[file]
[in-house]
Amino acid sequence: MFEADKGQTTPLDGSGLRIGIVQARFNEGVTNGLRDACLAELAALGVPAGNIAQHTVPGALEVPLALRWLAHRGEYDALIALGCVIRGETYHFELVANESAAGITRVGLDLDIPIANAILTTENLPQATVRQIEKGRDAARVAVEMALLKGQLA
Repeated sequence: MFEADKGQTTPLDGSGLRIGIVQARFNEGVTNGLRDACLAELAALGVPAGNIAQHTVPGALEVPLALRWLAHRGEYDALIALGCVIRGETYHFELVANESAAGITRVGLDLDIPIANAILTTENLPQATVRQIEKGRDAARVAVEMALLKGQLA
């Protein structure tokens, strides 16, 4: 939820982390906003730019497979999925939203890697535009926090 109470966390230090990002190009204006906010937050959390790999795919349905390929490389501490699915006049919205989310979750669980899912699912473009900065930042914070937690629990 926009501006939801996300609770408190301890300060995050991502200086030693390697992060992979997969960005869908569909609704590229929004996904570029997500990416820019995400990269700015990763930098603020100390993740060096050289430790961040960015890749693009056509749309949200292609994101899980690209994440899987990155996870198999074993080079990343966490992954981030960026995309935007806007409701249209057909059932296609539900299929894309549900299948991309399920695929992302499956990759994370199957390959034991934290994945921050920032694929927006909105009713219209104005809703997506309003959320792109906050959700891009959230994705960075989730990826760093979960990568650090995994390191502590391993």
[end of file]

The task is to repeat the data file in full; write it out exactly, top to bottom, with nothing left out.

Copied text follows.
[in-house]
Amino acid sequence: MFEADKGQTTPLDGSGLRIGIVQARFNEGVTNGLRDACLAELAALGVPAGNIAQHTVPGALEVPLALRWLAHRGEYDALIALGCVIRGETYHFELVANESAAGITRVGLDLDIPIANAILTTENLPQATVRQIEKGRDAARVAVEMALLKGQLA
Repeated sequence: MFEADKGQTTPLDGSGLRIGIVQARFNEGVTNGLRDACLAELAALGVPAGNIAQHTVPGALEVPLALRWLAHRGEYDALIALGCVIRGETYHFELVANESAAGITRVGLDLDIPIANAILTTENLPQATVRQIEKGRDAARVAVEMALLKGQLA
């Protein structure tokens, strides 16, 4: 939820982390906003730019497979999925939203890697535009926090 109470966390230090990002190009204006906010937050959390790999795919349905390929490389501490699915006049919205989310979750669980899912699912473009900065930042914070937690629990 926009501006939801996300609770408190301890300060995050991502200086030693390697992060992979997969960005869908569909609704590229929004996904570029997500990416820019995400990269700015990763930098603020100390993740060096050289430790961040960015890749693009056509749309949200292609994101899980690209994440899987990155996870198999074993080079990343966490992954981030960026995309935007806007409701249209057909059932296609539900299929894309549900299948991309399920695929992302499956990759994370199957390959034991934290994945921050920032694929927006909105009713219209104005809703997506309003959320792109906050959700891009959230994705960075989730990826760093979960990568650090995994390191502590391993």